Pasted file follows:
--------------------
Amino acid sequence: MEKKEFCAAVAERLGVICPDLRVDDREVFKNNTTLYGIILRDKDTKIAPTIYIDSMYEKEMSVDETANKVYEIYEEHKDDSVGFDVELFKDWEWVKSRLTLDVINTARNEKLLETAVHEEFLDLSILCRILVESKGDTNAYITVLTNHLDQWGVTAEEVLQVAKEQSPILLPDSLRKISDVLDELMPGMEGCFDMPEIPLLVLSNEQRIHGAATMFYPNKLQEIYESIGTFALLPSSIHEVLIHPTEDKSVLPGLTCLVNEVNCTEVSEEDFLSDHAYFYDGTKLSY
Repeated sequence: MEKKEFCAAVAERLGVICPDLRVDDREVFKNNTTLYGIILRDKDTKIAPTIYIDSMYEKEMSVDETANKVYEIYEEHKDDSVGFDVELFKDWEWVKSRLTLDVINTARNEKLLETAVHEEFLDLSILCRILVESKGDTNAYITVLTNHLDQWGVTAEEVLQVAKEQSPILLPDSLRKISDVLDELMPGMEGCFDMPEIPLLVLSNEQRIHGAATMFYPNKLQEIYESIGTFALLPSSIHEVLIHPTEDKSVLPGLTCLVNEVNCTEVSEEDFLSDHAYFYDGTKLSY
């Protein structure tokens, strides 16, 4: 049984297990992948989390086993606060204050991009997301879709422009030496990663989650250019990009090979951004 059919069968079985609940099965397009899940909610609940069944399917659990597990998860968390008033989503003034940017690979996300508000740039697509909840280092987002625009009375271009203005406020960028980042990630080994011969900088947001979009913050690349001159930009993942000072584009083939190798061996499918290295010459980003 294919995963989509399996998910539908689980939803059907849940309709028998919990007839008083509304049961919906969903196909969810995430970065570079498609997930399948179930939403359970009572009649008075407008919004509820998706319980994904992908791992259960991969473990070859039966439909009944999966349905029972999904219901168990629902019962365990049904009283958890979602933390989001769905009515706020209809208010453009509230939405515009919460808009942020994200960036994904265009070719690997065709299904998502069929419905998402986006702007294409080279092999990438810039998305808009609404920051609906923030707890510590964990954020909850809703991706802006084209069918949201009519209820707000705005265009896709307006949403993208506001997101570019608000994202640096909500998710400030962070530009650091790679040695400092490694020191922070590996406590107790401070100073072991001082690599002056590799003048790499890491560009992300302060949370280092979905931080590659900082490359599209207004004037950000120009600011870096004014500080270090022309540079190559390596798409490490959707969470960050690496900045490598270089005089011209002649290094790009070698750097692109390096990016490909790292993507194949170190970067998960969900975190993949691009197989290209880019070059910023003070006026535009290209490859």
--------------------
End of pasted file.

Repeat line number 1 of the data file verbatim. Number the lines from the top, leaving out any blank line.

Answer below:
Amino acid sequence: MEKKEFCAAVAERLGVICPDLRVDDREVFKNNTTLYGIILRDKDTKIAPTIYIDSMYEKEMSVDETANKVYEIYEEHKDDSVGFDVELFKDWEWVKSRLTLDVINTARNEKLLETAVHEEFLDLSILCRILVESKGDTNAYITVLTNHLDQWGVTAEEVLQVAKEQSPILLPDSLRKISDVLDELMPGMEGCFDMPEIPLLVLSNEQRIHGAATMFYPNKLQEIYESIGTFALLPSSIHEVLIHPTEDKSVLPGLTCLVNEVNCTEVSEEDFLSDHAYFYDGTKLSY